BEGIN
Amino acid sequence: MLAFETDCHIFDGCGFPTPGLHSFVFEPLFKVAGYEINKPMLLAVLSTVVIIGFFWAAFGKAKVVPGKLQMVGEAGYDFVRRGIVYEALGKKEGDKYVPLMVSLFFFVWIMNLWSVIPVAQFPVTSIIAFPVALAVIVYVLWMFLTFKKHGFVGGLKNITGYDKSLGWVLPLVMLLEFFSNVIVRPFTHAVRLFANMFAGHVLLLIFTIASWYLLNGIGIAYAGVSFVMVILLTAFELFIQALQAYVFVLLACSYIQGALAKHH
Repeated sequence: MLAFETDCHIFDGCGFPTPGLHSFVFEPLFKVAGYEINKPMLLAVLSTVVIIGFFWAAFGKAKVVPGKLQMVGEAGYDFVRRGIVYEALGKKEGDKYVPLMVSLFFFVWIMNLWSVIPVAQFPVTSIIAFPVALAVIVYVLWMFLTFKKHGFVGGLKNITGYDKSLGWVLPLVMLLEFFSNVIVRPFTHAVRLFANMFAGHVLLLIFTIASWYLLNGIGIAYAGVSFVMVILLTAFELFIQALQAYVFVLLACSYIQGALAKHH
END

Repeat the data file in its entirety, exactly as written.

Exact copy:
Amino acid sequence: MLAFETDCHIFDGCGFPTPGLHSFVFEPLFKVAGYEINKPMLLAVLSTVVIIGFFWAAFGKAKVVPGKLQMVGEAGYDFVRRGIVYEALGKKEGDKYVPLMVSLFFFVWIMNLWSVIPVAQFPVTSIIAFPVALAVIVYVLWMFLTFKKHGFVGGLKNITGYDKSLGWVLPLVMLLEFFSNVIVRPFTHAVRLFANMFAGHVLLLIFTIASWYLLNGIGIAYAGVSFVMVILLTAFELFIQALQAYVFVLLACSYIQGALAKHH
Repeated sequence: MLAFETDCHIFDGCGFPTPGLHSFVFEPLFKVAGYEINKPMLLAVLSTVVIIGFFWAAFGKAKVVPGKLQMVGEAGYDFVRRGIVYEALGKKEGDKYVPLMVSLFFFVWIMNLWSVIPVAQFPVTSIIAFPVALAVIVYVLWMFLTFKKHGFVGGLKNITGYDKSLGWVLPLVMLLEFFSNVIVRPFTHAVRLFANMFAGHVLLLIFTIASWYLLNGIGIAYAGVSFVMVILLTAFELFIQALQAYVFVLLACSYIQGALAKHH